My favorite fuse is also Fuse 22 (ironically), but in the engine compartment. It is for the the 360 camera system. I have the Mid package, and therefore I don't have the 360 camera system , so it's the perfect option. Since you have the High package, it's not wide open, but as long as you are only triggering a relay the risks are ultimately very low. But if you are a zero risk kind of person... Fuse 32 or 33 should also work. Those are for the 12V power ports in the Bronco and are not connected to any electronics in the Bronco. The only downside is the power to those relays is controlled by a microprocessor, so it may stay on for a little while after the Bronco shuts down—you may want to measure the behavior with a multimeter before committing to use those fuses. I believe they only stay on for 1 min or so, which is definitely acceptable, but haven't actually timed it myself.

Determining the correct wire gauge is a combination of current draw and wire length. There are several calculators online you can use to determine the right wire gauge. My hunch is that 16 gauge should be fine for the radio, but obviously you should double-check my hunch. Either way, I would expect Midland to ship the correct wire gauge with the radio.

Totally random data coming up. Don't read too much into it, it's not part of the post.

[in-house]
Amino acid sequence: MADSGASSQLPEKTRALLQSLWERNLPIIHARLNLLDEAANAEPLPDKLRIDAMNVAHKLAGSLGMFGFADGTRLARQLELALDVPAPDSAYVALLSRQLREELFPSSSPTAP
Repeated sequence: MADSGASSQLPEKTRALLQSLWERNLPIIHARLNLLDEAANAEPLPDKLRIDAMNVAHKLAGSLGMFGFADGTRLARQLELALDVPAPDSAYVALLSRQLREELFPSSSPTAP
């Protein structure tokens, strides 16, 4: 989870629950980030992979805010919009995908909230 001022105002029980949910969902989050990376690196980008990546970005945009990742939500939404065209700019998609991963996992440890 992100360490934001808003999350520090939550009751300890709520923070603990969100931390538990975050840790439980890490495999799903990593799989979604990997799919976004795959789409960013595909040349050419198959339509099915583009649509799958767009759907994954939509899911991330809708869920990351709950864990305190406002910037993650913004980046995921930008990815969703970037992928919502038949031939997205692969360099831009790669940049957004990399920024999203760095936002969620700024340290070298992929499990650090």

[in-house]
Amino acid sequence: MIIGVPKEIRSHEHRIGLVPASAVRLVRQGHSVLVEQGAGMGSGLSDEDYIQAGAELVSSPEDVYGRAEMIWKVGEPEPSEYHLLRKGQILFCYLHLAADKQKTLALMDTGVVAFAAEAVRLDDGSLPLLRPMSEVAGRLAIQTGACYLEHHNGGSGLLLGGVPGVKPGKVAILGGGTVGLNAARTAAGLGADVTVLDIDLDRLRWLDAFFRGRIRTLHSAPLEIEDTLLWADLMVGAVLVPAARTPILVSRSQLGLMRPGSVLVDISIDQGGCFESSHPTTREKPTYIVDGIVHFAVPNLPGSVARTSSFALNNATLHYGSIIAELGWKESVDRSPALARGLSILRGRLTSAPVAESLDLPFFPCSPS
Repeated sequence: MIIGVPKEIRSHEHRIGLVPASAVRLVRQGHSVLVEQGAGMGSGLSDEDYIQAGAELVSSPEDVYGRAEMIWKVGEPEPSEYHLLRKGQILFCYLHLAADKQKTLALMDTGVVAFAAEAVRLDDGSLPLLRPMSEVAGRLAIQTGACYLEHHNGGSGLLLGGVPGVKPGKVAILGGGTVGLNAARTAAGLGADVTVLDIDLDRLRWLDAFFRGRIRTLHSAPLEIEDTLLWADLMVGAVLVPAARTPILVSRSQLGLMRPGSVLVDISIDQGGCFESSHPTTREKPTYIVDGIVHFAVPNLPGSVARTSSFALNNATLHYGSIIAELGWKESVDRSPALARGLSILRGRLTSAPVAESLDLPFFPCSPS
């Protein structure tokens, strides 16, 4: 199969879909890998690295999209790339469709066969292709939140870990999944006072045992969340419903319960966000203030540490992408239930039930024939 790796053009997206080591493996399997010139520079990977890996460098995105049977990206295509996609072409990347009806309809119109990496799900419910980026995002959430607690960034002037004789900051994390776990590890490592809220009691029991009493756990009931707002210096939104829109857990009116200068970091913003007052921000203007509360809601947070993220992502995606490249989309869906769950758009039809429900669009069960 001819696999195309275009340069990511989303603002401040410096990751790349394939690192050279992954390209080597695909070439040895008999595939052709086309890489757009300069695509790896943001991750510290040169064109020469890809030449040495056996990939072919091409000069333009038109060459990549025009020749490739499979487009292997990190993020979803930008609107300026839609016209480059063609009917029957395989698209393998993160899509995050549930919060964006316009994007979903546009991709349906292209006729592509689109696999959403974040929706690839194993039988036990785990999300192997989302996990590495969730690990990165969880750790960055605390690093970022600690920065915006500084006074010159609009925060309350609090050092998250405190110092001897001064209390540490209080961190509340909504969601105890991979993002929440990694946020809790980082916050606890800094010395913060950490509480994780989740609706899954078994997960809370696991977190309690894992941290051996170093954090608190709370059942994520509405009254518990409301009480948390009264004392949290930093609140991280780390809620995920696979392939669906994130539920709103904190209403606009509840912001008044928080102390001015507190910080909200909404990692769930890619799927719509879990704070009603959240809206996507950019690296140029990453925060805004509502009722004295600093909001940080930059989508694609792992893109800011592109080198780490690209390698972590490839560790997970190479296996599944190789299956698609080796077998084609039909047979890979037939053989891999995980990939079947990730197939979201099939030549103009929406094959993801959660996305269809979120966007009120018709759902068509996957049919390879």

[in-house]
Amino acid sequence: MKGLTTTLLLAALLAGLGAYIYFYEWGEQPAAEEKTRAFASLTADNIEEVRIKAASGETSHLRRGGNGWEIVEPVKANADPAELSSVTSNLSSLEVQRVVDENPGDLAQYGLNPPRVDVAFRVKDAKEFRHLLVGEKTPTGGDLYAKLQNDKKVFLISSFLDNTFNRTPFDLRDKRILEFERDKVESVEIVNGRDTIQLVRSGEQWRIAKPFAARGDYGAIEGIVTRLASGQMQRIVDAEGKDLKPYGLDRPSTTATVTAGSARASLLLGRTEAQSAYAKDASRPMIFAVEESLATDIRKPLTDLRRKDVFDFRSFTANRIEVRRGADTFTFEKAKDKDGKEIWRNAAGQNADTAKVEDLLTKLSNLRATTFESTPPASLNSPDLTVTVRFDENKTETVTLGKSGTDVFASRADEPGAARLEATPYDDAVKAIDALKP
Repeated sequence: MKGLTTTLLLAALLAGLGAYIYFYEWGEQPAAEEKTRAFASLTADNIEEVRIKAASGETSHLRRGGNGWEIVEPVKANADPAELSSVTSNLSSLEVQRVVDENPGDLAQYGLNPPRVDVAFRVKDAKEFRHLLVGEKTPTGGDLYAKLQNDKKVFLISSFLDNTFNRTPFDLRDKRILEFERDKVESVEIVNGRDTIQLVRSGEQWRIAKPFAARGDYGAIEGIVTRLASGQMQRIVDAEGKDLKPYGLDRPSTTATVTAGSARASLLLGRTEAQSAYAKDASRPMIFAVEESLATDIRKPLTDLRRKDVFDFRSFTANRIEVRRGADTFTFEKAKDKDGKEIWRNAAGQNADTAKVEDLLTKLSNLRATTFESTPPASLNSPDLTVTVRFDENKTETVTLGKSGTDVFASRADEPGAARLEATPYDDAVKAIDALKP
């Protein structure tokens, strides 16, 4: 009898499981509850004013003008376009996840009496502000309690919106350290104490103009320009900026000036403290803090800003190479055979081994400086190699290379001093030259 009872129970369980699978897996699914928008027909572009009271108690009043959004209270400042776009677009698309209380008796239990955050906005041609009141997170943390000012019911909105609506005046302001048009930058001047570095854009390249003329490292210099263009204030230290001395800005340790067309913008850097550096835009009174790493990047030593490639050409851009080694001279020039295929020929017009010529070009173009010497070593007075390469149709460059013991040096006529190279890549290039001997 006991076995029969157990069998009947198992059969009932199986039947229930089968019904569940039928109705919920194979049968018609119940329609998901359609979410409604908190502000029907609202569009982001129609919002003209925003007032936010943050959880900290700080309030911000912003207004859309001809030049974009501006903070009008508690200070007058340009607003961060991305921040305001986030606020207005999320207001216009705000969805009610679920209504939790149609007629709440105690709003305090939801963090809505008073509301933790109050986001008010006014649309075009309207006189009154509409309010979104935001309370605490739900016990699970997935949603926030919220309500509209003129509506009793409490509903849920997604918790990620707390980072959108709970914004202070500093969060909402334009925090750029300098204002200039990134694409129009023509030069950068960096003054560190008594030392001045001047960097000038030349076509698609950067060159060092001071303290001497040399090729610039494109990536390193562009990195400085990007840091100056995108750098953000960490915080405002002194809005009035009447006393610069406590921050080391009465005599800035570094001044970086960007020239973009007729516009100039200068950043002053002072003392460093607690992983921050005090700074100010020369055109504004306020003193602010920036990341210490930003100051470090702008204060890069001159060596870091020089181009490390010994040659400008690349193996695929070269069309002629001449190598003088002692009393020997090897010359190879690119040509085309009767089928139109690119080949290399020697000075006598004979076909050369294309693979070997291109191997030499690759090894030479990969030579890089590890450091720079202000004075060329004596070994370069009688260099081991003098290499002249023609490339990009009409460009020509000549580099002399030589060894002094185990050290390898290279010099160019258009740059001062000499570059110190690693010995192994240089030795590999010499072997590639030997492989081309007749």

Also... I know Midland describes it as a "15 Watt" radio but that is likely the wireless transmit power, and that doesn't necessarily mean it'll draw 15 watts from the battery. If Midland doesn't give the current draw of the radio itself in their specifications, go off of the fuse used in the wiring harness when determining wire gauge.
Thanks again for the reply. I should buy you a beer.

I did some additional research and learned how I can tap into a fuse. Looks pretty straightforward.

I will look into 32 and 33. Also bought a multimeter to check it as you mentioned.

Midland did ship their wiring, although I'll need to find a matching one since the one they sent needs to be cut and stripped as I'm planning to run it through the vehicle into the glovebox.

You also mentioned you don't have the 360 camera system, so I assume that fuse is empty. Do you use a single fuse tap since it's empty? All of the fuse taps I've seen on Amazon and in YouTube videos have two slots. One for the existing fuse, the other for the new one. Curious if a single fuse tap exists. Although... then you would have to figure out the amperage for that fuse right? For the regular fuse taps, it looks like you need to match the new fuse amperage to the original fuse amperage and you're good to go.

Sorry for all the questions and thinking out loud. I'm really enjoying learning all of this stuff.
 

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RagnarKon